A Good Year Photos ?

I recall somewhere in the distant past a story of Ansel Adams being asked how many good photos he took in a year and he responded with “twelve significant photos in a year is a good crop”.  To most photographers that probably doesn’t sound like a lot, I mean, what is with this guy Adams, was he slack, couldn’t get out bed, spent too much time drinking wine, couldn't figure out how to make his camera work?

Of course not, Ansel Adams like a great many of the world famous photographers simply had really high standards. 

In the days of the internet age where it seems almost everything is posted unfiltered to flikr or other photo sharing sites he probably would have struggled to make headway against the constant flood of images.   Today you need to be putting stuff out constantly, or you need something completely novel to make an impact, no time for reflection and nazal gazing and definitely no time for the pursuit of pure excellence of execution within a specific photographic discipline. 

Obviously Adams took way more than 12 shots in a year, but probably only a small number of negatives actually went on to the printing stage.  But I doubt he shot anything near the number of images the modern photographer does, simply because the equipment was difficult to use, cumbersome and expensive when it came to consumables.  I know for my own part, when I shot medium format film you tried to make every frame count, A wedding shoot consisted of 200-300 frames, not the 2,000 to 3,000 of today.

To a great degree the almost zero cost and ease of shooting digital has meant that many photographers have little invested in each image, there will always be another one and another time.  We are spoilt by the technology and when it comes to creating images we are now very much attuned to instant gratification principles.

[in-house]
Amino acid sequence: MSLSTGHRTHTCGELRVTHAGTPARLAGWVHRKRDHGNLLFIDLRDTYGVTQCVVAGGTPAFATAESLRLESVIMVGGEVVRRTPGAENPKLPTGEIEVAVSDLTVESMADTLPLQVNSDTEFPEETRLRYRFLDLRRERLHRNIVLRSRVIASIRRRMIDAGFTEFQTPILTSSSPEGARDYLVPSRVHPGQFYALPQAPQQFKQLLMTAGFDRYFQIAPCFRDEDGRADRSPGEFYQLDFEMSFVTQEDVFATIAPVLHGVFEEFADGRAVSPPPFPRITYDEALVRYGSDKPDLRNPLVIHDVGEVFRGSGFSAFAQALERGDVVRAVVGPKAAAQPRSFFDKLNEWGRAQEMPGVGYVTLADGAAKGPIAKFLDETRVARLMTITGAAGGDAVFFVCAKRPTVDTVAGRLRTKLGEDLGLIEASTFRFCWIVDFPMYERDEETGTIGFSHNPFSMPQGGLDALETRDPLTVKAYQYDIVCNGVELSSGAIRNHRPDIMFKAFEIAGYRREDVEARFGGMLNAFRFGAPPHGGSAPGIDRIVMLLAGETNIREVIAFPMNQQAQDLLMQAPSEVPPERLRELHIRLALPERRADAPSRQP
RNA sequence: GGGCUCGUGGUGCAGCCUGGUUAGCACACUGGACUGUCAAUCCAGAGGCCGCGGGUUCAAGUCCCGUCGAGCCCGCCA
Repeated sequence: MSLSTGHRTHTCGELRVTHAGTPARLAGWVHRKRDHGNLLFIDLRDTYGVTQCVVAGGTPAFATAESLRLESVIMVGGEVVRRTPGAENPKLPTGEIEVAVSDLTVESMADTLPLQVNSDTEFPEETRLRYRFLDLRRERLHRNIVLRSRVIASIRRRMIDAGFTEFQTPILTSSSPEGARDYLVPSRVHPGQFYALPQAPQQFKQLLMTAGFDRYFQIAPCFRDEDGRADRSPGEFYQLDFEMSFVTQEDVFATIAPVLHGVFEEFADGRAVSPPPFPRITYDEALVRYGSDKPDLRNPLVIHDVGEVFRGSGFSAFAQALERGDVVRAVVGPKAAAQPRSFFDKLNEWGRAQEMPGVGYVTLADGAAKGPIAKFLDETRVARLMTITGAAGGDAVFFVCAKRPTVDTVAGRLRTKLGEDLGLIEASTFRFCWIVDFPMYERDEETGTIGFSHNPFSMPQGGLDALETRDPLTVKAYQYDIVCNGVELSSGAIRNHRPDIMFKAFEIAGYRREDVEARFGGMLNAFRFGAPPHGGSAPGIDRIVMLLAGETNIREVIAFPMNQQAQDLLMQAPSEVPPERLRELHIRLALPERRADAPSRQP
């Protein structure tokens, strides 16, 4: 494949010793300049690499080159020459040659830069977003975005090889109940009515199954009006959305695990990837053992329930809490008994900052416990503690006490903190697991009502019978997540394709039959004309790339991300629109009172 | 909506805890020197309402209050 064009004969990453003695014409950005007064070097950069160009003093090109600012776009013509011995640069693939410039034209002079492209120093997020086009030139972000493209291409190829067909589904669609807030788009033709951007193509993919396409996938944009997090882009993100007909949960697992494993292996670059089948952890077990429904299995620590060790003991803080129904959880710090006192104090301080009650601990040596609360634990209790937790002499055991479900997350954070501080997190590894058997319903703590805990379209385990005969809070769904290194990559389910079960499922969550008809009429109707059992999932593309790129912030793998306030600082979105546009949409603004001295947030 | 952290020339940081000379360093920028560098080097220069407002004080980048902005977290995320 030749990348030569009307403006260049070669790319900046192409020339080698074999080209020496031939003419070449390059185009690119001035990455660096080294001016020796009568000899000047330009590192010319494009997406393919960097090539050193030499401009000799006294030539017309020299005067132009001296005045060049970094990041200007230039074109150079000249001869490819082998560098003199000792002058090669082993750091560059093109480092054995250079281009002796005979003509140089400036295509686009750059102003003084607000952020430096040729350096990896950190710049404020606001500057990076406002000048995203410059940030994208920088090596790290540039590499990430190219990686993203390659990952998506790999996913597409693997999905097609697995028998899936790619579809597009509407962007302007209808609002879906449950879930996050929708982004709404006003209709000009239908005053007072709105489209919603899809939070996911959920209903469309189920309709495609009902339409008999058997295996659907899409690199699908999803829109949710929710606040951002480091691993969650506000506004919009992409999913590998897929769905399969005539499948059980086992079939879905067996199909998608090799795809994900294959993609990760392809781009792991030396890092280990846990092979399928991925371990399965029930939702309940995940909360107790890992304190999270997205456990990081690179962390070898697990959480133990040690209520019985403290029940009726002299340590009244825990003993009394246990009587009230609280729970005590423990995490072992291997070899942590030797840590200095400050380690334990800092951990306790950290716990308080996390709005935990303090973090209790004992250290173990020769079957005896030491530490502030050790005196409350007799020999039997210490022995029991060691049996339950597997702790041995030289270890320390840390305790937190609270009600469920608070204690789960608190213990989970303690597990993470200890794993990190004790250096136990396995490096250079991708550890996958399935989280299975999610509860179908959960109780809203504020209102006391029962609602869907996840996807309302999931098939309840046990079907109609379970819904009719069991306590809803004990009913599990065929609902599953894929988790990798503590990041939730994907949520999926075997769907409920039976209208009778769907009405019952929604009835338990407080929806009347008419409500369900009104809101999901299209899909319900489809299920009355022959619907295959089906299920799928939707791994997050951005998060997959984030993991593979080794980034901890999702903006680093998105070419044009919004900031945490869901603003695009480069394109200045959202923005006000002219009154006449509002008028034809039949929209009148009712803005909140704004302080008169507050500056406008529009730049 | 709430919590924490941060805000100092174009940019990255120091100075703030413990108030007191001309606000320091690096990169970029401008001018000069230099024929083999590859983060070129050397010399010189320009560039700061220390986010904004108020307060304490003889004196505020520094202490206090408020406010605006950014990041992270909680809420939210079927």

I don't for one moment think this is such a terrible thing, the east to use technology has brought a wealth of opportunity for those who want to easily express themselves visually, the democratisation of photography through digital has given us new visions and ways of working that past masters would have envied, but there are downsides.

Nowadays, when a photographer mentions that they spend perhaps hours editing a single image they are often met with derision, with common arguments like, "lifes too short for that", or "who cares how much time and effort it takes"

Truthfully such arguments are probably code for, "I don't have the ability or patience" or "I have no idea what you are doing".  

Regardless however, these arguments miss the point, artisans don’t spend inordinate time fine tuning the little subtleties of an image that most people miss because they want to please the great unwashed.  Artisans go the extra distance so they are fully, truly satisfied with the final result in their own heart and soul, they work to a higher standard and expect more of themselves and their images.   That the average snapshooter, peripheral photo dabbler or photo forum lurker fails to realize this is totally irrelevant to them.

The net of course works somewhat contrary to the higher pursuits in photographic quality because the demands of a small web image are quite different to a large scale fine art print, a fact lost on most casual observers of on-line photography.  Yes I know that most photography these days is consumed as 1000 pixels wide on a low grade monitor, so what, most photography in the past was consumed as poor quality slides or grainy fuzzy postcard prints, that doesn't mean we should judge photography quality by such a low standard.  Regardless of technological changes, a high quality good sized print is still the gold standard, a great print is what will sort the artisans from the tinkerers, or the truly serious from the mildly dedicated.